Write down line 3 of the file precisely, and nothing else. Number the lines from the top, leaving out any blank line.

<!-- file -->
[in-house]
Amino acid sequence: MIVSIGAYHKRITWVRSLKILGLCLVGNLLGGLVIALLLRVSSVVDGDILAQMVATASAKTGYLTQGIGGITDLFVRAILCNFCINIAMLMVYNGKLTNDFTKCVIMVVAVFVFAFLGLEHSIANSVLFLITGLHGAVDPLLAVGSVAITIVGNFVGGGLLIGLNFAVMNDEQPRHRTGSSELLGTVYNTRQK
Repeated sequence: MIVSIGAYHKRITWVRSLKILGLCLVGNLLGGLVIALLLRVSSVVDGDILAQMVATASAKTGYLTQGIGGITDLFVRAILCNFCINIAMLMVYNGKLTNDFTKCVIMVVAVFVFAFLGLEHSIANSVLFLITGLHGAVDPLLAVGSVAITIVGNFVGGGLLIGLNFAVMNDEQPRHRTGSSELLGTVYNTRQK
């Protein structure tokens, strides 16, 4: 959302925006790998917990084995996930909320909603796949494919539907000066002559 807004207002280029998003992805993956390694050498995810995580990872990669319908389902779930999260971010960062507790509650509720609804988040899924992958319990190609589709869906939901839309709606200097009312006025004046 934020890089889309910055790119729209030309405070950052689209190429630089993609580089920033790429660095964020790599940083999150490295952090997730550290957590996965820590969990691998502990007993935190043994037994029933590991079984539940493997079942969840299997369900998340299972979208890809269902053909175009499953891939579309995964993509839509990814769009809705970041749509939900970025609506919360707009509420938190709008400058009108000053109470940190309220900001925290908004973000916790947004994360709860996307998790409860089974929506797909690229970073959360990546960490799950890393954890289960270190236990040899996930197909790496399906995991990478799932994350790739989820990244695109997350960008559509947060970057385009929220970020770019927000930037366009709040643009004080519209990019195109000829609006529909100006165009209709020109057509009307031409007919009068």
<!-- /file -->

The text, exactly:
Repeated sequence: MIVSIGAYHKRITWVRSLKILGLCLVGNLLGGLVIALLLRVSSVVDGDILAQMVATASAKTGYLTQGIGGITDLFVRAILCNFCINIAMLMVYNGKLTNDFTKCVIMVVAVFVFAFLGLEHSIANSVLFLITGLHGAVDPLLAVGSVAITIVGNFVGGGLLIGLNFAVMNDEQPRHRTGSSELLGTVYNTRQK